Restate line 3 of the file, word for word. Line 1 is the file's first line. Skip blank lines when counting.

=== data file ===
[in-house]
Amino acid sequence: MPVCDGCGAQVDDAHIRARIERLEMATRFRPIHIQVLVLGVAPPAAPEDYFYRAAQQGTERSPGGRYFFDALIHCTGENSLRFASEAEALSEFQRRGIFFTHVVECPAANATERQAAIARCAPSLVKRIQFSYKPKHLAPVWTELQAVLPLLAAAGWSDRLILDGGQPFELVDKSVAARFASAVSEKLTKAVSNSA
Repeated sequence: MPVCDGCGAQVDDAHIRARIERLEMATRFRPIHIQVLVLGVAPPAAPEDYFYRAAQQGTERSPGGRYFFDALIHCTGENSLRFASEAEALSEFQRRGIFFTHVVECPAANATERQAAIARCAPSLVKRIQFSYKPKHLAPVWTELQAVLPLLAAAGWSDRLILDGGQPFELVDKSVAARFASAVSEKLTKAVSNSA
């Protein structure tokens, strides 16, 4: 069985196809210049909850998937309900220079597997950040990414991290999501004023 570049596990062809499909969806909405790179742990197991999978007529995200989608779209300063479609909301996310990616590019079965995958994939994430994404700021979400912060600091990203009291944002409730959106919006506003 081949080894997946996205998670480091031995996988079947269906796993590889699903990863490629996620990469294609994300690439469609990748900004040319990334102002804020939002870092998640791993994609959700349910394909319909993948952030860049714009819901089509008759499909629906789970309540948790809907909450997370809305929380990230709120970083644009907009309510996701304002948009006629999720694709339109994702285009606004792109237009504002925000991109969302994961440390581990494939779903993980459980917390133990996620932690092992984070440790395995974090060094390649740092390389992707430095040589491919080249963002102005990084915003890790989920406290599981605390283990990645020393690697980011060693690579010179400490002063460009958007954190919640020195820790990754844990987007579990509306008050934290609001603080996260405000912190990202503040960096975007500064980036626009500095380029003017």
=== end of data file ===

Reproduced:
Repeated sequence: MPVCDGCGAQVDDAHIRARIERLEMATRFRPIHIQVLVLGVAPPAAPEDYFYRAAQQGTERSPGGRYFFDALIHCTGENSLRFASEAEALSEFQRRGIFFTHVVECPAANATERQAAIARCAPSLVKRIQFSYKPKHLAPVWTELQAVLPLLAAAGWSDRLILDGGQPFELVDKSVAARFASAVSEKLTKAVSNSA